Locally Managed Marine Areas (LMMAs) are areas of ocean managed by coastal communities to help protect fisheries and safeguard marine biodiversity. Found throughout the world’s tropical and subtropical seas, and encompassing diverse approaches to management and governance, their sizes and contexts vary widely, but all share the common theme of placing local communities at the heart of management.
From as far afield as Fiji, Kenya and Costa Rica, LMMAs have proven highly effective in reducing local conflicts over fisheries, conserving marine biodiversity, and improving catches. Blue Ventures works with communities in Madagascar and the Indian Ocean region, supporting them to establish locally appropriate governance systems for the marine resources upon which traditional coastal livelihoods depend.
In just ten years, Blue Ventures has supported coastal communities in Madagascar and the Indian Ocean region to establish dynamic and locally appropriate fisheries management strategies and governance systems that improve fisheries sustainability and climate change resilience.
Madagascar’s grassroots marine conservation movement has developed some of the world’s largest LMMAs, and the Government of Madagascar recently committed to triple the extent of the country’s marine protected areas, with a special emphasis on local management.
The majority of Madagascar’s LMMAs are focused on the vast coral reef and mangrove ecosystems of the country’s west coast, and are under management by communities working with local authorities and NGOs.
Our LMMA programme focuses on three zones along Madagascar’s west coast, which together include over 75 communities, a combined coastal population of more than 40,000 people, and a total marine area of almost 6,000 square kilometres. In all of these communities, fishers have experienced severe declines in catches throughout recent decades.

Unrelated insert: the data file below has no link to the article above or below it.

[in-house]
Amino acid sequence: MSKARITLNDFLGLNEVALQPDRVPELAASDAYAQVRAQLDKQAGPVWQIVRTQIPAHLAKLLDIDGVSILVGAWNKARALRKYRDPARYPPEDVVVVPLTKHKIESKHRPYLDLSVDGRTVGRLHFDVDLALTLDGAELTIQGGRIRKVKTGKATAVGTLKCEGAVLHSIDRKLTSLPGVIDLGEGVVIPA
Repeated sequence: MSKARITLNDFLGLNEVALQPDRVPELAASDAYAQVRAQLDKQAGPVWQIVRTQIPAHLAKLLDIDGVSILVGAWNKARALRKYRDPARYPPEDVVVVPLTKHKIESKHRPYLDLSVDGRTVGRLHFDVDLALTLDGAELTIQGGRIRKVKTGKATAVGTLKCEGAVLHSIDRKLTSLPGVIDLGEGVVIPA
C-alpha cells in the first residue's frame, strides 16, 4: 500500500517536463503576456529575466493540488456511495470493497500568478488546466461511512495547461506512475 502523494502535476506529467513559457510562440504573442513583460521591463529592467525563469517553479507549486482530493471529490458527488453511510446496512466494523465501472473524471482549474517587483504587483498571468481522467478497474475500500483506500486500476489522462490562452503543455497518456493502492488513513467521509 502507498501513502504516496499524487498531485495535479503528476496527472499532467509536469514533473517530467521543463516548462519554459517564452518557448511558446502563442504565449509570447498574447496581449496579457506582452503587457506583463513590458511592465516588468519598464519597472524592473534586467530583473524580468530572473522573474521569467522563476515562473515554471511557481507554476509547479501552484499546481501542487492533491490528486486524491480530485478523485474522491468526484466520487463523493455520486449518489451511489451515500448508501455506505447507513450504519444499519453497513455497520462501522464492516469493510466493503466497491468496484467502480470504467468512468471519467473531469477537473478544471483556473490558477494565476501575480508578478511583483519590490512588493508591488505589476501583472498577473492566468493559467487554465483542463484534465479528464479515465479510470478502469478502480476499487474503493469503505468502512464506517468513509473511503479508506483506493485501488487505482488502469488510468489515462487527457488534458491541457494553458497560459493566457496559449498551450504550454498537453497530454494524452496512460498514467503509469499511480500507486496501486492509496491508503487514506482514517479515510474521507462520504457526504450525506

Through the use of Dina – customary laws that are recognised by the government – many of our partner communities have designed effective rules that can be enforced locally to ban destructive fishing practices, protect endangered species and designate priority marine areas for protection.
To ensure the long-term financial sustainability of these LMMAs, we are working to develop a variety of mechanisms including marine ecotourism programmes, eco-certifications for sustainable fisheries, and payment for ecosystem services such as mangrove REDD+.
The LMMA approach to coastal management is gaining momentum and popularity throughout Madagascar and the Indian Ocean region. Yet despite notable successes, many of these grassroots conservation initiatives are being developed in isolation, with limited communication or sharing of lessons learned between communities.
Our experience in Madagascar has shown that peer-to-peer learning is a highly effective tool for building local capacity and confidence for fisheries management. Since 2012, Madagascar’s LMMAs have been united within an informal network known as MIHARI, established to provide a framework for community exchange and dialogue to share local experiences of community-based fisheries management and conservation. MIHARI’s membership comprises 134 LMMA villages, organised into 65 discrete marine management associations and distributed across over 12 degrees of latitude, from both the Indian Ocean and Mozambique Channel coasts of Madagascar. Community leaders meet annually in a national LMMA forum convened and supported by NGO partners.
Blue Ventures is working to reinforce and develop the MIHARI network by developing new shared training and educational tools and resources, and establishing a coordinated system for monitoring LMMA effectiveness.
LMMAs are also being developed in Kenya, Tanzania, Mozambique and beyond. As in Madagascar, it can be difficult for local communities to communicate between sites and especially across national borders. Following a series of regional and international LMMA workshops, we are working to facilitate community exchanges and partner NGO visits, hosting people from Kenya, Tanzania, Mozambique, Mauritius, Mexico and the Comoros.
More community conservation blogs
More community conservation news
More community conservation publications
Sharing this post with your friends helps us to build our conservation impact. Thank you!